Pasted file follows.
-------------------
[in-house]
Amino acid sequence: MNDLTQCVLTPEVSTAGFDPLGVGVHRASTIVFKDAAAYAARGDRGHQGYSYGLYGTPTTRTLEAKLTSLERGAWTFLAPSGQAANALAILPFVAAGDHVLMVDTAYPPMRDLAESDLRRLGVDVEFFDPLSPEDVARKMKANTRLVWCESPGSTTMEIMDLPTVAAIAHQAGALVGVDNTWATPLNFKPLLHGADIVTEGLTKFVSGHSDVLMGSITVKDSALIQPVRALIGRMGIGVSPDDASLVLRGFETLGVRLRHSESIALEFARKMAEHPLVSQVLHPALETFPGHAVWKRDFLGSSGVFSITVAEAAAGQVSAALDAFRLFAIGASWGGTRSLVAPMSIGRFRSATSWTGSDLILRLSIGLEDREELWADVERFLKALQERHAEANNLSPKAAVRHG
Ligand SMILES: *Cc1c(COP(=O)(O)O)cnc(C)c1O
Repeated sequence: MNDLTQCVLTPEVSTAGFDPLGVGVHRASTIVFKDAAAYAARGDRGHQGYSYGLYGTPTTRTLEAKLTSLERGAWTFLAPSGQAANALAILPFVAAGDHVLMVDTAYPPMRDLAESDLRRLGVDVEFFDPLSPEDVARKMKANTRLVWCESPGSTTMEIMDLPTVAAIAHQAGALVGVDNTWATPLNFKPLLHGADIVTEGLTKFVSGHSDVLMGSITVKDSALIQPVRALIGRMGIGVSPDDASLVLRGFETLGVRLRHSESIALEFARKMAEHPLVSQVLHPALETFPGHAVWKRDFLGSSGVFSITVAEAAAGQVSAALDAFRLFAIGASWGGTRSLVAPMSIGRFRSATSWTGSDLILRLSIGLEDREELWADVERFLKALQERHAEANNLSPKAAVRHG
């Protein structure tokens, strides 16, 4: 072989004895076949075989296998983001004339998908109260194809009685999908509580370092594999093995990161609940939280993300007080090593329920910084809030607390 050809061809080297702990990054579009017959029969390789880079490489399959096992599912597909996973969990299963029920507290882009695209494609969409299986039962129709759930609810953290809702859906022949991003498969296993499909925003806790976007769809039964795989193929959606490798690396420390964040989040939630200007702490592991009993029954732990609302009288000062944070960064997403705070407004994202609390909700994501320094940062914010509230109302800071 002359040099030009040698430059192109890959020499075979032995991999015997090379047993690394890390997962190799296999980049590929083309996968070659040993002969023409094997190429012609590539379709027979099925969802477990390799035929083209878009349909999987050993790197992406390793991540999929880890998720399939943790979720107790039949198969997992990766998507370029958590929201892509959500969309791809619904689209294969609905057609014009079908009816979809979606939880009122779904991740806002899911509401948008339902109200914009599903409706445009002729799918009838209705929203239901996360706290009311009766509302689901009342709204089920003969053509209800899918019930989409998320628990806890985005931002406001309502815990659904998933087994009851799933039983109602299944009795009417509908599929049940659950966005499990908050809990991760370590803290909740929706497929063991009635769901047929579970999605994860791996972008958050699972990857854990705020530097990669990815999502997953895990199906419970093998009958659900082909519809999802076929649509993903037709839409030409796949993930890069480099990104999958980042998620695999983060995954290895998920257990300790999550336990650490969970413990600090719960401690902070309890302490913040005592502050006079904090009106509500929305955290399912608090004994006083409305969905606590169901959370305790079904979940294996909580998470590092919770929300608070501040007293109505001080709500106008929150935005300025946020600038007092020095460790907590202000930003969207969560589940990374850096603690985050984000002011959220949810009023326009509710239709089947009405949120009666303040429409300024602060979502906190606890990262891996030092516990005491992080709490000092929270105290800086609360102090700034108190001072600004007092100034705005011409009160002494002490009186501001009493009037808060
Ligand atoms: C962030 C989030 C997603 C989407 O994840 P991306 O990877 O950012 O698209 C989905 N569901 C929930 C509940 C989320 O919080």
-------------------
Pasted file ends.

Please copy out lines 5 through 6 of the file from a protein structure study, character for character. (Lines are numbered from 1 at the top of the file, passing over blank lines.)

């Protein structure tokens, strides 16, 4: 072989004895076949075989296998983001004339998908109260194809009685999908509580370092594999093995990161609940939280993300007080090593329920910084809030607390 050809061809080297702990990054579009017959029969390789880079490489399959096992599912597909996973969990299963029920507290882009695209494609969409299986039962129709759930609810953290809702859906022949991003498969296993499909925003806790976007769809039964795989193929959606490798690396420390964040989040939630200007702490592991009993029954732990609302009288000062944070960064997403705070407004994202609390909700994501320094940062914010509230109302800071 002359040099030009040698430059192109890959020499075979032995991999015997090379047993690394890390997962190799296999980049590929083309996968070659040993002969023409094997190429012609590539379709027979099925969802477990390799035929083209878009349909999987050993790197992406390793991540999929880890998720399939943790979720107790039949198969997992990766998507370029958590929201892509959500969309791809619904689209294969609905057609014009079908009816979809979606939880009122779904991740806002899911509401948008339902109200914009599903409706445009002729799918009838209705929203239901996360706290009311009766509302689901009342709204089920003969053509209800899918019930989409998320628990806890985005931002406001309502815990659904998933087994009851799933039983109602299944009795009417509908599929049940659950966005499990908050809990991760370590803290909740929706497929063991009635769901047929579970999605994860791996972008958050699972990857854990705020530097990669990815999502997953895990199906419970093998009958659900082909519809999802076929649509993903037709839409030409796949993930890069480099990104999958980042998620695999983060995954290895998920257990300790999550336990650490969970413990600090719960401690902070309890302490913040005592502050006079904090009106509500929305955290399912608090004994006083409305969905606590169901959370305790079904979940294996909580998470590092919770929300608070501040007293109505001080709500106008929150935005300025946020600038007092020095460790907590202000930003969207969560589940990374850096603690985050984000002011959220949810009023326009509710239709089947009405949120009666303040429409300024602060979502906190606890990262891996030092516990005491992080709490000092929270105290800086609360102090700034108190001072600004007092100034705005011409009160002494002490009186501001009493009037808060
Ligand atoms: C962030 C989030 C997603 C989407 O994840 P991306 O990877 O950012 O698209 C989905 N569901 C929930 C509940 C989320 O919080």